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How the Debt Ceiling Crisis Impacts You

Not every household has felt the impact of the federal government's partial shutdown. But if Washington fails to make a deal on the debt ceiling and the nation defaults on its debt, that may change.
Not every household has felt the impact of the federal government's partial shutdown. But if Washington fails to make a deal on the debt ceiling and the nation defaults on its debt, that may change.

If the difference between the government shutdown and debt ceiling debate is confusing - it's not you, it's congress. Their stalemate has intertwined the two.

The government shut down because congress didn't pass a budget to keep all federal agencies running. It's like a household's money for everyday expenses like groceries, or gas in the car.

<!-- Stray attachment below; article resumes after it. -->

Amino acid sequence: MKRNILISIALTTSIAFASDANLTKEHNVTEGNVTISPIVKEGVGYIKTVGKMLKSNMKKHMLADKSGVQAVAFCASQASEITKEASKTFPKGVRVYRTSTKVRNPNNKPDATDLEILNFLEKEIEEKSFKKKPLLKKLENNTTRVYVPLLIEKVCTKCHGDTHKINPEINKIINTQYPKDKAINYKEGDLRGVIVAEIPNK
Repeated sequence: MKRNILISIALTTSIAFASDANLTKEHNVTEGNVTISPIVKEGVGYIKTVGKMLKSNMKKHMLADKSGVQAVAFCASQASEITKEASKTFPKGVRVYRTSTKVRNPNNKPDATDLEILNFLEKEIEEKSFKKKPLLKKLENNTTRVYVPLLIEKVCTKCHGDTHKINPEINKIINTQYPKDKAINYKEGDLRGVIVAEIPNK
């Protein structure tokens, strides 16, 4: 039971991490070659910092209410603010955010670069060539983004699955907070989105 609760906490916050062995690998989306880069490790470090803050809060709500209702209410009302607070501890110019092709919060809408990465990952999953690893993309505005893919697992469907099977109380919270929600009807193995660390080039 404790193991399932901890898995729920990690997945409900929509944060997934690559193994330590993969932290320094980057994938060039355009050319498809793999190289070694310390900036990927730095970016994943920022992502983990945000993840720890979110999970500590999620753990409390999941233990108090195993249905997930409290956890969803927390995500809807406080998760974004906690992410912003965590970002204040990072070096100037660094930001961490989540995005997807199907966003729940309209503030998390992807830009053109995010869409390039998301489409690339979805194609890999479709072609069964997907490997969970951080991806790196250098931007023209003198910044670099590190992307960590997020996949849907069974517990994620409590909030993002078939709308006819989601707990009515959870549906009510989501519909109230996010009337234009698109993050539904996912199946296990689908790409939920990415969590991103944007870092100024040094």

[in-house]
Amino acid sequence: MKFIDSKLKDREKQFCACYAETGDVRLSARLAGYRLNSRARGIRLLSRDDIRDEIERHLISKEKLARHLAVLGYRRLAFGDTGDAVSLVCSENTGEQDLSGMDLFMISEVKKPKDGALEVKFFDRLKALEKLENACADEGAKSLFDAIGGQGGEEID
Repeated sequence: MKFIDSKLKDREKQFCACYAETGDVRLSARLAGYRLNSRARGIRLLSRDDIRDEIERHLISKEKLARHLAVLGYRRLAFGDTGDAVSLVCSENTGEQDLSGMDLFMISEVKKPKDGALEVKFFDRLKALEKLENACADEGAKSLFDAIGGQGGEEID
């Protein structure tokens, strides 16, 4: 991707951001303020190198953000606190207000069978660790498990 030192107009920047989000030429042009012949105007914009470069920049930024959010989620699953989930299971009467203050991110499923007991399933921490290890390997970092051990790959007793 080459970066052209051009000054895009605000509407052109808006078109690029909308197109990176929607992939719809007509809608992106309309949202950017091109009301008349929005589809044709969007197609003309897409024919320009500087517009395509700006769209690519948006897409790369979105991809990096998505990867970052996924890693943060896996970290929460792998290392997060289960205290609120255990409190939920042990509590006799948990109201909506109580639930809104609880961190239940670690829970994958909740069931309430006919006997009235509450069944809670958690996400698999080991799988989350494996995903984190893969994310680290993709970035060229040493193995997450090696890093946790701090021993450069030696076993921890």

The debt ceiling deals with borrowed money, like a household's credit limit, albeit a nearly 17 trillion dollar one. The Treasury Department says on October 17th, the U.S. will max out.

There is no option that prevents us from being in default if we don't have enough cash to pay our bills.

Balancing Washington's checkbook may sound like Washington's problem. But millions of Americans will feel the effects if there's trouble paying the bills.

A default could wreak havoc on the stock market, potentially sinking retirement funds.

Bank loans for homes, autos, and higher education, plus credit card debt, could become more costly, as interest rates rise.

The debt ceiling debate in the summer of 2011 took a toll on consumer confidence despite a last-minute deal. This time it's on the cusp of the crucial holiday spending season.

The National Retail Federation issued a forecast for a modest increase over last year, but with the caveat that economic uncertainty could end up playing Scrooge.



(Karin Caifa for CNN's Consumer Watch)

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